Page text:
(3)How to Respond in the Event of Infection

As shown in the case examples, once infected with FAS-type virus, it might be difficult to restore the systems or clean the virus. By referring to the following guideline to respond to the virus infection, try to improve symptoms and/or recover the systems.

  • If the PC is operable, scan it by using the latest antivirus software and try to clean the virus.

    ・If you don't have antivirus software, you can use "online scan" provided by antivirus software vendors on their Websites.

  • If you cannot clean the virus by using the antivirus software, try to recover your systems by performing "System Restore" (See (iii)).
  • If the PC is not operable or the virus was not cleaned by the antivirus software, or "System Restore" was not properly performed, start the PC in "Safe Mode" (See (ii)) and re-try the above-mentioned steps:

    ・If you cannot even shutdown your PC, press the main unit's power button for a while (i.e., forcibly tuning the power off) and start the PC in "Safe Mode."

  • If the systems have not been recovered by following the above-mentioned steps, perform initialization (a process of restoring factory default settings) on that PC. For a PC infected with FAS-type virus, users might be able to perform operations to some degree, but it is risky to continue to use that PC as it may result in information leakage incurred by the virus.

Cautions and steps that should be followed in implementing countermeasures are as follows:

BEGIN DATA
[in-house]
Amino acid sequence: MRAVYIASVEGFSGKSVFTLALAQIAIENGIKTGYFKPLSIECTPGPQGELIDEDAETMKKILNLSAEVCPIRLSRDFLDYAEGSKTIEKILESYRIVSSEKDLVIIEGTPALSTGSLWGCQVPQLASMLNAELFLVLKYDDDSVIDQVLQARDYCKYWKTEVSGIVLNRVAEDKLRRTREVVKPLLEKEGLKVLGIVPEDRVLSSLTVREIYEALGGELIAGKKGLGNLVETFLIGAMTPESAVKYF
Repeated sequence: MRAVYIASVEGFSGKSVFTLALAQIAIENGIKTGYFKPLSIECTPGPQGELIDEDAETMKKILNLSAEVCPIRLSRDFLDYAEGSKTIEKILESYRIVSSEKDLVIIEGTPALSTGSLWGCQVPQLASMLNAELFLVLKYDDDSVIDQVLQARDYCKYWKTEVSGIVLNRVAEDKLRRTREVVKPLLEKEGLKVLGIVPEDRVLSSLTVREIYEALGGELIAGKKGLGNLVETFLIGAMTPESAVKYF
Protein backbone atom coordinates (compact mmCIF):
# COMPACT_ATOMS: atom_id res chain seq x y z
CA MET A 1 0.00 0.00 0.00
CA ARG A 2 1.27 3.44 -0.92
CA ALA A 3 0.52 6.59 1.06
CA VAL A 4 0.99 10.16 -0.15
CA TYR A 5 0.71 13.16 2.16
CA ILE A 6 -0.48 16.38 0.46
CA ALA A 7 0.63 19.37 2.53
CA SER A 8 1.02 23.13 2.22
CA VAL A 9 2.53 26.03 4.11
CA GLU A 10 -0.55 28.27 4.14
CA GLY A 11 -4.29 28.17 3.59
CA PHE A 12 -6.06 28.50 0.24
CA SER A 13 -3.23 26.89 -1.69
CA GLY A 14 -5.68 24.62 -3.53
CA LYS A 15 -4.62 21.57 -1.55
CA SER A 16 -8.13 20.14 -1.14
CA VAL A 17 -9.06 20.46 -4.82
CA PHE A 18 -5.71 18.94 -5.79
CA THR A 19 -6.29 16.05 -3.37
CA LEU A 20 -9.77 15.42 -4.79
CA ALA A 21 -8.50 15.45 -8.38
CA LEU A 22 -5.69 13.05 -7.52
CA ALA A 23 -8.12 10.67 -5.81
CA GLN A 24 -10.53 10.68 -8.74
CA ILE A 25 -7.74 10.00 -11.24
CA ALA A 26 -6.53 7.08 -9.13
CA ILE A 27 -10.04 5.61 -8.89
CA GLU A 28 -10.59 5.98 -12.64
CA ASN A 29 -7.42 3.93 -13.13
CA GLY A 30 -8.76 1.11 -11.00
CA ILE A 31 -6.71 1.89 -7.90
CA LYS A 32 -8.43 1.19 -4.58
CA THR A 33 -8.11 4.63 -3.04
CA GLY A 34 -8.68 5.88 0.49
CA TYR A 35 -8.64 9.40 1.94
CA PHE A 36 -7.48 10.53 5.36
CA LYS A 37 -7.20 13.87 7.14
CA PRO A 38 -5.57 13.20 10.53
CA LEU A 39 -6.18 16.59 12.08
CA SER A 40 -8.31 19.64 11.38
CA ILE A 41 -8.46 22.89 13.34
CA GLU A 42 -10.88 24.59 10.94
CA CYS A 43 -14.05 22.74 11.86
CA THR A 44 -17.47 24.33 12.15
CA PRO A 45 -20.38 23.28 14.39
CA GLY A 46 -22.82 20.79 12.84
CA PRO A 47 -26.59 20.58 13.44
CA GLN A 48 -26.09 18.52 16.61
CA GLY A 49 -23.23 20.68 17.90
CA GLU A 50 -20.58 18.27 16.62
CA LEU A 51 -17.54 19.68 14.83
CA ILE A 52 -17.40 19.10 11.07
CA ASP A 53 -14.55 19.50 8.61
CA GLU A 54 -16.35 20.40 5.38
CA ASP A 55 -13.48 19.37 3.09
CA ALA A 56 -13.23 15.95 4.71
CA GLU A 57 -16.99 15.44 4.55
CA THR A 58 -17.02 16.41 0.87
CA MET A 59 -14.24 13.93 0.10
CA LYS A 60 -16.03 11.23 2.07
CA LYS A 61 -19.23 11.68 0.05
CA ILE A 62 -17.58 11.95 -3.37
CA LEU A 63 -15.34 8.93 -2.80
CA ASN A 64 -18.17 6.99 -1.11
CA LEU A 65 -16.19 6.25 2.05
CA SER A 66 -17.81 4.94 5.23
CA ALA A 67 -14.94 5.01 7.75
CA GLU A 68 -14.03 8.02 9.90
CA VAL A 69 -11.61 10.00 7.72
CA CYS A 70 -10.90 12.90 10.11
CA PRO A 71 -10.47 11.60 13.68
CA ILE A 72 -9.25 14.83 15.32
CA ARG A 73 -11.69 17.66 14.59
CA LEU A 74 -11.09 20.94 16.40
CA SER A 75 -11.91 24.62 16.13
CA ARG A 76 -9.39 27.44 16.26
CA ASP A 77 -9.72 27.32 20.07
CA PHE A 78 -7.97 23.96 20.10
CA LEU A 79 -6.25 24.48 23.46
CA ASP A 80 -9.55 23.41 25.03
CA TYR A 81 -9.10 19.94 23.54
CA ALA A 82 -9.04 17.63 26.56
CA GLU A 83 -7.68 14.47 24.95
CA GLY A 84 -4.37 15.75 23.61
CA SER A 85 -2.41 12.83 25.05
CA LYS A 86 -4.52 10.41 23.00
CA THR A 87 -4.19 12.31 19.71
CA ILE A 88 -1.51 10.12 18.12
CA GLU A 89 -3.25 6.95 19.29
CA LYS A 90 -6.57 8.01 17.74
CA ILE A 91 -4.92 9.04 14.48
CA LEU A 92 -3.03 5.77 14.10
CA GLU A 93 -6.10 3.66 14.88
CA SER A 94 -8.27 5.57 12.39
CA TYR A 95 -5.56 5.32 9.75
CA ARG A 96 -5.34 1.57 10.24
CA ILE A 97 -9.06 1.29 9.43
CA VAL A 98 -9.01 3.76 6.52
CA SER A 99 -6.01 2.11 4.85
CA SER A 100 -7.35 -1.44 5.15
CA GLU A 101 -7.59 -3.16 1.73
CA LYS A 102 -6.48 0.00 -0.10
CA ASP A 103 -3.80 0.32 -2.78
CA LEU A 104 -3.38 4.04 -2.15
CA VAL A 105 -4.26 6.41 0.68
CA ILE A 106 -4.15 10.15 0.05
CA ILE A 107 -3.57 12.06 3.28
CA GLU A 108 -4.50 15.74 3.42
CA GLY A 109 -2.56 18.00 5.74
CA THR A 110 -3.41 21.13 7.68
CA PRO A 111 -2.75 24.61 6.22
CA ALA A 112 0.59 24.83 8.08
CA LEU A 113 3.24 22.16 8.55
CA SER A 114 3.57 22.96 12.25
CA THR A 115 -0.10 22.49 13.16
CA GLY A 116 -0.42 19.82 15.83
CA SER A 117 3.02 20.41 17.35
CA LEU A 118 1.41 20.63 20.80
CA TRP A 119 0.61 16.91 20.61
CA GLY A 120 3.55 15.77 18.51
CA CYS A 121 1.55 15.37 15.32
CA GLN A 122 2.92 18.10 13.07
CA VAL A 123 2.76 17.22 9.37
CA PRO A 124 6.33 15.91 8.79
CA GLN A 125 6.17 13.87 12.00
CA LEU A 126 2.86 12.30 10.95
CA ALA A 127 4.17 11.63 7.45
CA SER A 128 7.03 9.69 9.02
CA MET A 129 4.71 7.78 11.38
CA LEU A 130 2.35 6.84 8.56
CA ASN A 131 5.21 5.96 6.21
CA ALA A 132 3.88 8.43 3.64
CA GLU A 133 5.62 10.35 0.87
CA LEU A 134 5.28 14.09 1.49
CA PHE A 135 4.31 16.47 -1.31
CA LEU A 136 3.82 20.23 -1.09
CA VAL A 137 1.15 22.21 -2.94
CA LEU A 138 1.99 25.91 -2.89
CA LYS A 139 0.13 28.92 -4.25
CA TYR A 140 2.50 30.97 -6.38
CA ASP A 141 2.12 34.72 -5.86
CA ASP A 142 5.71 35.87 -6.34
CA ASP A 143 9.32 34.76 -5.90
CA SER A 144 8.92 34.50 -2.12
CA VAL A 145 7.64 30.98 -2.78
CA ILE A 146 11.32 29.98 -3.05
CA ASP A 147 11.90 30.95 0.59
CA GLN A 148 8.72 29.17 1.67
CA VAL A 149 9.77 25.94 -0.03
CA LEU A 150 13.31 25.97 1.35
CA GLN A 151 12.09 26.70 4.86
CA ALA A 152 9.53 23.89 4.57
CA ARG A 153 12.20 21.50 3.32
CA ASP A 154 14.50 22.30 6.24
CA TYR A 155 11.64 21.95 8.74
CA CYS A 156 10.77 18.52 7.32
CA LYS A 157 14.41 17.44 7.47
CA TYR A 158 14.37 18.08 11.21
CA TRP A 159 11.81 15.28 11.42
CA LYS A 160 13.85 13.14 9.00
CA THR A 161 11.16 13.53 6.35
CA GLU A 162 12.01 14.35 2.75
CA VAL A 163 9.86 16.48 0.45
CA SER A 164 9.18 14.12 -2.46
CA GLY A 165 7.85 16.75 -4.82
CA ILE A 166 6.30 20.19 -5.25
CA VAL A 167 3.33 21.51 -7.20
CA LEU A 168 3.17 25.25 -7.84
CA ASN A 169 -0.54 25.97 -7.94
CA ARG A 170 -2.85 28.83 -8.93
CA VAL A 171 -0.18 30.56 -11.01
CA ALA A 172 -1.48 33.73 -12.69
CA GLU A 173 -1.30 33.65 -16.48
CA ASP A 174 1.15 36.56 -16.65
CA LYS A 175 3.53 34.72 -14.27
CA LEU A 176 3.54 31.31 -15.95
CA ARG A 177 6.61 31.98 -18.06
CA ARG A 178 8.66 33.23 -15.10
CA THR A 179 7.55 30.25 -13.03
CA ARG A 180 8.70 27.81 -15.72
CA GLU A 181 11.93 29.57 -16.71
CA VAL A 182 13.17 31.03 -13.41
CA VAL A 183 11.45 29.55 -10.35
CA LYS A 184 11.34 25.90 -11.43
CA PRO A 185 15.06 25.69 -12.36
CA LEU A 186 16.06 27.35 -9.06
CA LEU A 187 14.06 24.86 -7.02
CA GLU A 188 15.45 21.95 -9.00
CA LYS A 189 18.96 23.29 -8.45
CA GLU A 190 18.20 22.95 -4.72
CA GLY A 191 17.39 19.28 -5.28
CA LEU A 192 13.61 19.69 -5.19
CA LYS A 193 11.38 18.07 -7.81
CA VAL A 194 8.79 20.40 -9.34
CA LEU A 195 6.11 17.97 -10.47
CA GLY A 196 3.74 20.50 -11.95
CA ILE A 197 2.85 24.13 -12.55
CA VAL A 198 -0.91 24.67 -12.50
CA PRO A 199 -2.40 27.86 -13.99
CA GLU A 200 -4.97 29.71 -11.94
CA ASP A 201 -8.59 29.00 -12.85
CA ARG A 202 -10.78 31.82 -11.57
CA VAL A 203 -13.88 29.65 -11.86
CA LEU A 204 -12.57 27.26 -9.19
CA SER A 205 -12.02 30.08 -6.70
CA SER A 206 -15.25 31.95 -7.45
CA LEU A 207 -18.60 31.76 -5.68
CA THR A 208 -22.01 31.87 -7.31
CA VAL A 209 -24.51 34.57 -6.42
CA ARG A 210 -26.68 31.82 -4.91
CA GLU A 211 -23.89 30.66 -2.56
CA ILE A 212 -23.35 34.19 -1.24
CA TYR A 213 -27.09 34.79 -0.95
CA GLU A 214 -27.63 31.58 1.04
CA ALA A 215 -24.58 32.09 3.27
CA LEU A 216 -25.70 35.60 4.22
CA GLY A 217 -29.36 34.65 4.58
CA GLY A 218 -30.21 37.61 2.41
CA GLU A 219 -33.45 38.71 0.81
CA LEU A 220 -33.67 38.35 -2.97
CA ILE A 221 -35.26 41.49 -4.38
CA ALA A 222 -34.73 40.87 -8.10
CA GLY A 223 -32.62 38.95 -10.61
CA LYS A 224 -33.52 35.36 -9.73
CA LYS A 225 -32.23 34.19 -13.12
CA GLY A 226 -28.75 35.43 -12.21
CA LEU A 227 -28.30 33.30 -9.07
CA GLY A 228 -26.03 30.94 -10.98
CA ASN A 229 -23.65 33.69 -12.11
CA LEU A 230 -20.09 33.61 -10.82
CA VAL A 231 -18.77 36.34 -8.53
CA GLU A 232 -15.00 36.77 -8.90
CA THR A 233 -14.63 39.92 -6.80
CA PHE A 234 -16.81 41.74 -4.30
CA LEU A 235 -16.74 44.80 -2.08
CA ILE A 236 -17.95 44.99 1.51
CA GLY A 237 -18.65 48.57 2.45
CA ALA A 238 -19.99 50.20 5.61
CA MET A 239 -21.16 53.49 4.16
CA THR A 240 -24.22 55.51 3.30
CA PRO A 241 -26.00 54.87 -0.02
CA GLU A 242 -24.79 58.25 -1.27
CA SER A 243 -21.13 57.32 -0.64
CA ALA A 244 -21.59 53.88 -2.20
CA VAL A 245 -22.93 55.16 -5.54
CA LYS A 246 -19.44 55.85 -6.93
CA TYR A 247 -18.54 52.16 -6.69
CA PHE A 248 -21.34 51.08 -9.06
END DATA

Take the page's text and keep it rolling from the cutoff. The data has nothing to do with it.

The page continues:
(i)Do not pay the licensing fee for FAS

There is no guarantee that the situation would improve by paying the licensing fee (See case 2). If you entered your credit card number, that information might also be abused. You should be careful not to pay for such fees as it may help activities of a person with malicious intent.

(ii)Use "Safe Mode"

By starting Windows in "Safe Mode", you might be able to limit the movement of that virus and to use a tool that did not work properly in normal mode due to the interference by that virus. Using the "Safe Mode, try data backup, virus-cleaning by antivirus software, or "System Restore", etc.

For information on how to use "Safe Mode," refer to the Websites below. Ways to start PCs in "Safe Mode" may vary depending on their models, so if you have any questions, please contact your PC's manufacture.

(iii)Recover the systems by "System Restore"

If you are using the latest antivirus software and if the symptom does not subside, you might be able to improve the situation by performing "System Restore." "System Restore" is a tool that comes with Windows XP, Windows Vista and Windows 7 and is used to restore the previous state when there is any problem in using the PC (e.g., PC behaving in an erratic way.)


Specific steps to start Windows in "Safe Mode" and perform "System Restore" are presented in the following Website:

(iV)Initialize PC

If the symptom does not subside, perform initialization.

In the case of FAS-type virus, the infected PC might be infected with several other viruses and even when it seems that the PC has been restored, the possibility of some viruses remaining in the PC cannot be ruled out. To clean all the viruses, IPA recommends initialization as its principle. Especially, if your PC behaves in an erratic way or if you feel something unusual in using your PC, consider performing initialization.